The inherent attraction of people to signage as an information
source during a threat situation adds value to electronic
Accelerating Public Information Display
The need to provide information
to the public in a civil-threat scenario introduces policy
questions that must be addressed related to the private
ownership or private property placement of electronic signage.
Signage in such locations as train stations, subways, buses,
airports, malls, retail stores and at sidewalk and highway
levels provides a growing public information display capability.
The ability to send messages to displays makes them a powerful
tool in public safety and instruction.
The policies and collaborations
that enable emergency response organizations to provide
public safety information on electronic signage is an advancement
that could draw from such practices in the radio and TV
broadcast environments to leverage narrowcasting capability.
The E911 initiative appears to point in this direction and
may offer a forum to establish commercial practices at this
early stage in the projected high growth of narrowcasting
and signage network deployment.
Electronic display fueled
by DIPA can become a vital element in the homeland-security
infrastructure. As such, measures that can accelerate technological
capability, improved price/performance ratios and installation
are warranted. Means of support might include funding signage
networks, removing regulations or adding new requirements
that encourage the installation of electronic signage that
support the threat-detection and information-display needs
related to homeland security.
infrastructure for location monitoring and information display
has many advantages, including minimizing outlay, maximizing
value for money, reducing propensity for anxiety, making
display always on (alert levels), local custom- ization,
information to high traffic areas.
Electronic Signage Network
Electronic signage networks
are the natural evolution of image and information display.
Enabled primarily by electronic display and communications
advances, ESNs offer the powerful impact of motion imagery
with the flexibility to present site-specific messaging.
ESNs increasingly will challenge the merit of posting printed
images because they provide more image display flexibility,
the ability to change images (such as pricing information)
faster and the flexibility to present more images in more
formats at a particular location.
ESNs can reach more people
at a particular location to inform or encourage actions.
As such, ESNs are emerging as the next generation of broadcasting,
narrowcasting and standalone signage. The integration of
ESNs into transaction kiosks and mobile devices suggests
exponential ESN growth.
Smithsonian National Air and Space Museum's food court
signage incorporates 54 video panels that could be incorporated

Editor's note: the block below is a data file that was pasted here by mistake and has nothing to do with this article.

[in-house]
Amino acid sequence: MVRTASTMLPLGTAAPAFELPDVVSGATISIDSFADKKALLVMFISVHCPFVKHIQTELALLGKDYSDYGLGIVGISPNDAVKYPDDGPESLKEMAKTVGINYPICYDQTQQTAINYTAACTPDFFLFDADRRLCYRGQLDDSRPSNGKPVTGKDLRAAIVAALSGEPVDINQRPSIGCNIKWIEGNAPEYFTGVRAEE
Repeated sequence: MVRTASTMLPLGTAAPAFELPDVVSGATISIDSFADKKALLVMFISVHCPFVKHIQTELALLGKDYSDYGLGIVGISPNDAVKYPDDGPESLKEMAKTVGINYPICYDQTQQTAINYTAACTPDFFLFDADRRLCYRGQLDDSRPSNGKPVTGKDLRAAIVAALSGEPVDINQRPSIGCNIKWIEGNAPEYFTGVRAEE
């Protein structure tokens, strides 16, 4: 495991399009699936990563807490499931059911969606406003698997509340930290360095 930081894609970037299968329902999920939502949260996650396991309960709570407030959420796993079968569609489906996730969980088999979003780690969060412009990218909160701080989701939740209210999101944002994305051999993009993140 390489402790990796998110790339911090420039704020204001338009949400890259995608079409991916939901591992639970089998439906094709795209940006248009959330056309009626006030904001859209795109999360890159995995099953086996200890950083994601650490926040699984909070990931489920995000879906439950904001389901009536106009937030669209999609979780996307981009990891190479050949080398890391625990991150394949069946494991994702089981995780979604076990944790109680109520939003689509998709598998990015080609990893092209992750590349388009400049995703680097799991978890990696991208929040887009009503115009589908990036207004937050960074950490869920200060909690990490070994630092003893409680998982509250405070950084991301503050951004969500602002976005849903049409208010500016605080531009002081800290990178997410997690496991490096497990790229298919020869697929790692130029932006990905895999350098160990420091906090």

into a network. ( Photo courtesy Magenta Research.)
Electronic signs with dynamic
images get noticed. Retailers must convey their messages
where end-users make their buying decision. Decision influence
in-store at the point of the buying decision is enabled
by dynamic images.
Studies point to the effectiveness
of electronic display as a communications medium. Measures
such as attention capture, recall rates and decision influence
have proven significantly better than static signage.
In one study, two sets of
signs advertising selected restaurants and stores were installed
for a week each in the Forum Shops Caesars Palace in Las
Vegas. The first set consisted of traditional static ads;
the second involved digital displays featuring motion and
sound. Researchers stationed at mall exits surveyed 400
mall visitors each week.
The research found 37% better
recall from dynamic vs. static signs, caused 51% more respondents
to say they might visit one of the advertised businesses,
and resulted in 103% more people patronizing one or more
of the stores or restaurants involved.
Another study gauged the impact
of digital displays on patrons at four Loews theater complexes.
Running on digital screens in the lobbies were 11 modified
TV commercials, ranging in length from 7.5 seconds to 30
seconds. A total of 874 people were surveyed as they entered
the lobbies and again as they exited. A day later, 405 of
the same respondents were interviewed. Finally, a month
later, 323 of the respondents were again questioned.
Comparing the survey results with
an entertainment-industry benchmark study by Nielsen Media
Research about how prime time TV ads affect buying decisions,
researchers found that 5% of those exposed to the digital
ads recalled the products or services a day later, as compared
with a 4% recall rate for those exposed to the same ads
on prime time TV.
In addition, based on
responses from those surveyed 30 days after seeing the digital
displays, 19.1% of those who said they had been persuaded
by a message on the display ultimately bought an advertised
product or service, as compared with a purchase rate of
12% by those who said they were not persuaded by the display.
The “wow” factor
of some electronic displays shows dramatic behavioral impact.
A study of retail performance improvement using 3D aerial
imaging, or holographic projection illustrates this: 90%
of people in the area of 3D aerial display notice it; 90%
stop to examine the images without prompting and 38% interact
with the images. A whopping (in retail terms) 1.5 minutes
was spent per person in this interaction.
|This Fresh Direct billboard
in NY is reportedly the largest LED billboard in the
world. (Photo courtesy Lighthouse Technology.)
Tweenies, teens, adults and
boomers enthusiastically embrace the “wow” of
the images, with 30% being influenced by the display to